In September 2010, in connection with the centennial of its original owner, Cities Service Company, CITGO unveiled a new retail design.[17] Within five years, CITGO plans for all locations to display the new street image.[18]

Venezuelan controversy

Sign on a 7-Eleven gas station pump

sold some Citgo gas stations in the southeast when Chevron gained exclusive rights to the Texaco brand name in the U.S. on June, 2006. On September 27, 2006 the 7-Eleven chain of convenience stores announced its 20-year contract with Citgo was coming to an end and would not be renewed. 7-Eleven spokeswoman Margaret Chabris said "Regardless of politics, we sympathize with many Americans' concern over derogatory comments about our country and its leadership recently made by Venezuela's president. Certainly Chavez' position and statements over the past year or so didn't tempt us to stay with Citgo."[19]

Citgo launched a national ad campaign in the fall of 2006 emphasizing the company's corporate social responsibility.[20] National television ads featuring Joe Kennedy also aired through February 2007 featuring ordinary Americans thanking Citgo and Venezuela for providing discounted heating oil to low-income people.[21]

Refinery locations


Citgo was a sponsor of the #21 Dale Jarrett. They also sponsored the #99 Roush Racing team of Jeff Burton from late 2000 until pulling out of the sport in 2003.

The company sponsored the Citgo Pontiac-Riley of Venezuelan car driver Milka Duno in the Rolex Sports Car Series. Duno has three overall wins in the Rolex Series and finished second at the 2007 24 Hours of Daytona, becoming the highest-finishing female in the history of the famous race. Midway through the 2007 season, Citgo sponsored the #23 SAMAX Motorsport entry in the IndyCar Series for Duno. In 2008 and 2009 this sponsorship went with Duno to the Dreyer & Reinbold Racing #23 entry. She took the sponsorship to Dale Coyne Racing in 2010. Citgo is the major sponsor of Ernesto Viso of KV Racing (2012) and Andretti Autosport (2013).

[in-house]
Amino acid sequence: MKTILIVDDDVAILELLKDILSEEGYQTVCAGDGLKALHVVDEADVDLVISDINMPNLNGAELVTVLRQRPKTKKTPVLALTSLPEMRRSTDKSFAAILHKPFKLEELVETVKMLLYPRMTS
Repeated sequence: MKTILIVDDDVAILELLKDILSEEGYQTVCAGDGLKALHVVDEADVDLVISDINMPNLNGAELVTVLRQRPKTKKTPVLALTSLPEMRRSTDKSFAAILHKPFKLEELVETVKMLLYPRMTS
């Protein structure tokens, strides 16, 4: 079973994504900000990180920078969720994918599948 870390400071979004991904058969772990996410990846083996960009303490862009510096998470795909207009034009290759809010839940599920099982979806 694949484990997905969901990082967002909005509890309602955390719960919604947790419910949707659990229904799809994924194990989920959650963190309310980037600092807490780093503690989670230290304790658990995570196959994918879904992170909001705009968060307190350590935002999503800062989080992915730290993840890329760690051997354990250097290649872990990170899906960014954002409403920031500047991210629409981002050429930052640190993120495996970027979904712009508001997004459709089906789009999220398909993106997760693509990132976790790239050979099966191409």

Citgo is now a major sponsor of the Bassmaster Fishing Tour, and is also the sponsor of a charity golf tournament benefiting the Muscular Dystrophy Association (MDA). The company's relationship with the MDA goes back to its 1983 purchase by Southland, an existing MDA sponsor. Citgo is currently MDA's biggest corporate sponsor, and its executives have appeared on the Jerry Lewis MDA Telethon.[22]

Consistent with its former sponsorship of the Boston Marathon, CITGO has for the past few years sponsored an elite level multisport team that competes in both adventure racing and triathlon events throughout the United States.

The Boston Citgo sign

The Citgo sign, as seen from Lansdowne St., Boston

Citgo refers to its logo as the "trimark". A large, double-faced sign featuring this logo overlooks Fenway Park in Boston, Massachusetts and has become a landmark, partly because of its appearance in the background in televised baseball games. The current sixty-foot-square sign, unveiled in March 2005 after a six-month restoration project, is illuminated by thousands of light-emitting diodes (LEDs). (Earlier versions of the sign were illuminated by neon lighting; the previous sign contained some 5,878 glass tubes with a total length of over five miles.)[23] The sign sits atop the campus bookstore of Boston University.

The first sign featuring the Cities Service green-and-white trefoil logo was built in 1940, and was replaced with the trimark in 1965. In 1979 Governor Edward J. King ordered the sign turned off as an example of energy conservation. Four years later, Citgo attempted to disassemble the weather-beaten sign, and was surprised to be met with widespread public affection for the sign and protest at its threatened removal. The Boston Landmarks Commission ordered its disassembly postponed while the issue was debated. While never formally declared a landmark, it was refurbished and relit by Citgo in 1983 and has remained in operation ever since. Rising next to Boston's Fenway Park, the sign has been nicknamed "See It Go"—especially when a home run is hit during a Red Sox game.[24]